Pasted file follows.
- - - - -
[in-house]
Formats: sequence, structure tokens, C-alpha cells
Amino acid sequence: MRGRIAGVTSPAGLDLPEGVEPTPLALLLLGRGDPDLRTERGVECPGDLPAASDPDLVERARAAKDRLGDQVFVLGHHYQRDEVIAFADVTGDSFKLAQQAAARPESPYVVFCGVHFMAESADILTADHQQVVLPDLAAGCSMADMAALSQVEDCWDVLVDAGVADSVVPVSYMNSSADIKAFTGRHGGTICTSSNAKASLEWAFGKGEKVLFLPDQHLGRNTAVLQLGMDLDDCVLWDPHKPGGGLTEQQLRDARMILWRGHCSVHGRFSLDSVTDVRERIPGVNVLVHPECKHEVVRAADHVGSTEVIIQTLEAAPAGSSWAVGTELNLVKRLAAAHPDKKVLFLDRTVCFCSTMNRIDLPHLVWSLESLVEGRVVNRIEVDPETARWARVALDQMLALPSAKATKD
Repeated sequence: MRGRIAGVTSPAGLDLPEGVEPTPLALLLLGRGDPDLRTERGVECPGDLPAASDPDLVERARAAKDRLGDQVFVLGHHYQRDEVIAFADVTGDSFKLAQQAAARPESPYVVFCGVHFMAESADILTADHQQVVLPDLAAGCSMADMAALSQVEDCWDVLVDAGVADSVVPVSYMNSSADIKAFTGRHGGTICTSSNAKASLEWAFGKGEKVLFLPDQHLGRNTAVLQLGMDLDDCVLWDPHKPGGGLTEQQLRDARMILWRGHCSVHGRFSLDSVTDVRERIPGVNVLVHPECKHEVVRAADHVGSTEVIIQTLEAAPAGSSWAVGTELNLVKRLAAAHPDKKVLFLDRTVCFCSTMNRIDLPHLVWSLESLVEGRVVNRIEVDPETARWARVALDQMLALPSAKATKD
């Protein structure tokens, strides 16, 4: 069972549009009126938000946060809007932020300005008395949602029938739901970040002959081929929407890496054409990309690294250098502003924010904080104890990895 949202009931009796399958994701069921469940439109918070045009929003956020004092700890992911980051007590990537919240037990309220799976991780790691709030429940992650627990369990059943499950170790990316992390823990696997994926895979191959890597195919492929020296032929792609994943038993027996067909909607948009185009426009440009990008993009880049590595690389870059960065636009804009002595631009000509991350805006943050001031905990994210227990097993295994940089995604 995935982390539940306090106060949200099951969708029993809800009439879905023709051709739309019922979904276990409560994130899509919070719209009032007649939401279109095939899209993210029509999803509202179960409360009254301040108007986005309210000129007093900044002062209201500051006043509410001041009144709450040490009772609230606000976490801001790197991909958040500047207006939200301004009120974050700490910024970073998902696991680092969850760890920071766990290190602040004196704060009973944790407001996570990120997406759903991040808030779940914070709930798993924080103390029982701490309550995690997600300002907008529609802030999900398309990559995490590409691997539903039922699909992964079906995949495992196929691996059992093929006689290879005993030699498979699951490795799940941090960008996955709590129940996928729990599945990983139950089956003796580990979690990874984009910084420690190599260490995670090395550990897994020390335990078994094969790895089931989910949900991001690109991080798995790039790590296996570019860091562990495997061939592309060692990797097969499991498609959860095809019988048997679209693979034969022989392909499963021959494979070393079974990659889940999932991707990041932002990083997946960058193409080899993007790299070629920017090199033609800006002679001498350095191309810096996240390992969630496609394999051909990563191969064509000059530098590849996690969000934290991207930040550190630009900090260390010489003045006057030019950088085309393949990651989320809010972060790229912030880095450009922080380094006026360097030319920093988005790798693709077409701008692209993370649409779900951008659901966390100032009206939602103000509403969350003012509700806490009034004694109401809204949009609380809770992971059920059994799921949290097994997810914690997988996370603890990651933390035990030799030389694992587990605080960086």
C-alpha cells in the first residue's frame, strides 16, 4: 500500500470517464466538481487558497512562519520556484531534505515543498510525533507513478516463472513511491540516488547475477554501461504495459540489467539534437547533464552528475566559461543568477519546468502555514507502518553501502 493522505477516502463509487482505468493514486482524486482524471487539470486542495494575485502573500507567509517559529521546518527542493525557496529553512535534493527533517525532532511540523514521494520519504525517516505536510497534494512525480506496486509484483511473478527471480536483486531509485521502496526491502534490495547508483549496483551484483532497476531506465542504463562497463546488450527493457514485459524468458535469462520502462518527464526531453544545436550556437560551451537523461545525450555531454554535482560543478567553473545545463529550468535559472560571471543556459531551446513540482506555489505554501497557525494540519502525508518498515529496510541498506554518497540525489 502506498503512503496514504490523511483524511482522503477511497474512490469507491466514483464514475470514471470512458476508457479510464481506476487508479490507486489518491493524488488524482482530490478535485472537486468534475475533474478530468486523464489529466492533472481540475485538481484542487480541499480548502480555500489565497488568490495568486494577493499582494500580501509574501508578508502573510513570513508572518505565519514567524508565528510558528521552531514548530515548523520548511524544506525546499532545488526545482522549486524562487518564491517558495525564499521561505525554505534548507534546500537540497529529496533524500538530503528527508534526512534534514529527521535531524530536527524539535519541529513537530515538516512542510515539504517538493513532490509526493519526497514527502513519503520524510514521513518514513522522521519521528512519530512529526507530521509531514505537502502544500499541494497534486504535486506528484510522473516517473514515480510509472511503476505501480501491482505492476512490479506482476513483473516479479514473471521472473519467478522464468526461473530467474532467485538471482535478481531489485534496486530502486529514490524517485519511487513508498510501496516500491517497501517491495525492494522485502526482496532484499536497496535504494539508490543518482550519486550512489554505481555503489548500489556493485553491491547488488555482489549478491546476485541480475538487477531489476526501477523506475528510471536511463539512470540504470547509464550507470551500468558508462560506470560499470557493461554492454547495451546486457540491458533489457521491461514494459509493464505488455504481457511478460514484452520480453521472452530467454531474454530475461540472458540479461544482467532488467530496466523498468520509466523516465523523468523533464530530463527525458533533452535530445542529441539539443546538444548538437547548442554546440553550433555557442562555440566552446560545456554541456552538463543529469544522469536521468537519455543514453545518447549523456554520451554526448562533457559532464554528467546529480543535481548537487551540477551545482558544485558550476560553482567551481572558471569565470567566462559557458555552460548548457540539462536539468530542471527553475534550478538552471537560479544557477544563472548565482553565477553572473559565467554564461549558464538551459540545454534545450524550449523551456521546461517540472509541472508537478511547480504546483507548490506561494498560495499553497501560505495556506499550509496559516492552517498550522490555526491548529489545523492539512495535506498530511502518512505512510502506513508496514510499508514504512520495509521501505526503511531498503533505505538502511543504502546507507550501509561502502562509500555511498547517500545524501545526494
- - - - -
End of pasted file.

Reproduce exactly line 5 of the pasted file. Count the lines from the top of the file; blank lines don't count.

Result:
């Protein structure tokens, strides 16, 4: 069972549009009126938000946060809007932020300005008395949602029938739901970040002959081929929407890496054409990309690294250098502003924010904080104890990895 949202009931009796399958994701069921469940439109918070045009929003956020004092700890992911980051007590990537919240037990309220799976991780790691709030429940992650627990369990059943499950170790990316992390823990696997994926895979191959890597195919492929020296032929792609994943038993027996067909909607948009185009426009440009990008993009880049590595690389870059960065636009804009002595631009000509991350805006943050001031905990994210227990097993295994940089995604 995935982390539940306090106060949200099951969708029993809800009439879905023709051709739309019922979904276990409560994130899509919070719209009032007649939401279109095939899209993210029509999803509202179960409360009254301040108007986005309210000129007093900044002062209201500051006043509410001041009144709450040490009772609230606000976490801001790197991909958040500047207006939200301004009120974050700490910024970073998902696991680092969850760890920071766990290190602040004196704060009973944790407001996570990120997406759903991040808030779940914070709930798993924080103390029982701490309550995690997600300002907008529609802030999900398309990559995490590409691997539903039922699909992964079906995949495992196929691996059992093929006689290879005993030699498979699951490795799940941090960008996955709590129940996928729990599945990983139950089956003796580990979690990874984009910084420690190599260490995670090395550990897994020390335990078994094969790895089931989910949900991001690109991080798995790039790590296996570019860091562990495997061939592309060692990797097969499991498609959860095809019988048997679209693979034969022989392909499963021959494979070393079974990659889940999932991707990041932002990083997946960058193409080899993007790299070629920017090199033609800006002679001498350095191309810096996240390992969630496609394999051909990563191969064509000059530098590849996690969000934290991207930040550190630009900090260390010489003045006057030019950088085309393949990651989320809010972060790229912030880095450009922080380094006026360097030319920093988005790798693709077409701008692209993370649409779900951008659901966390100032009206939602103000509403969350003012509700806490009034004694109401809204949009609380809770992971059920059994799921949290097994997810914690997988996370603890990651933390035990030799030389694992587990605080960086």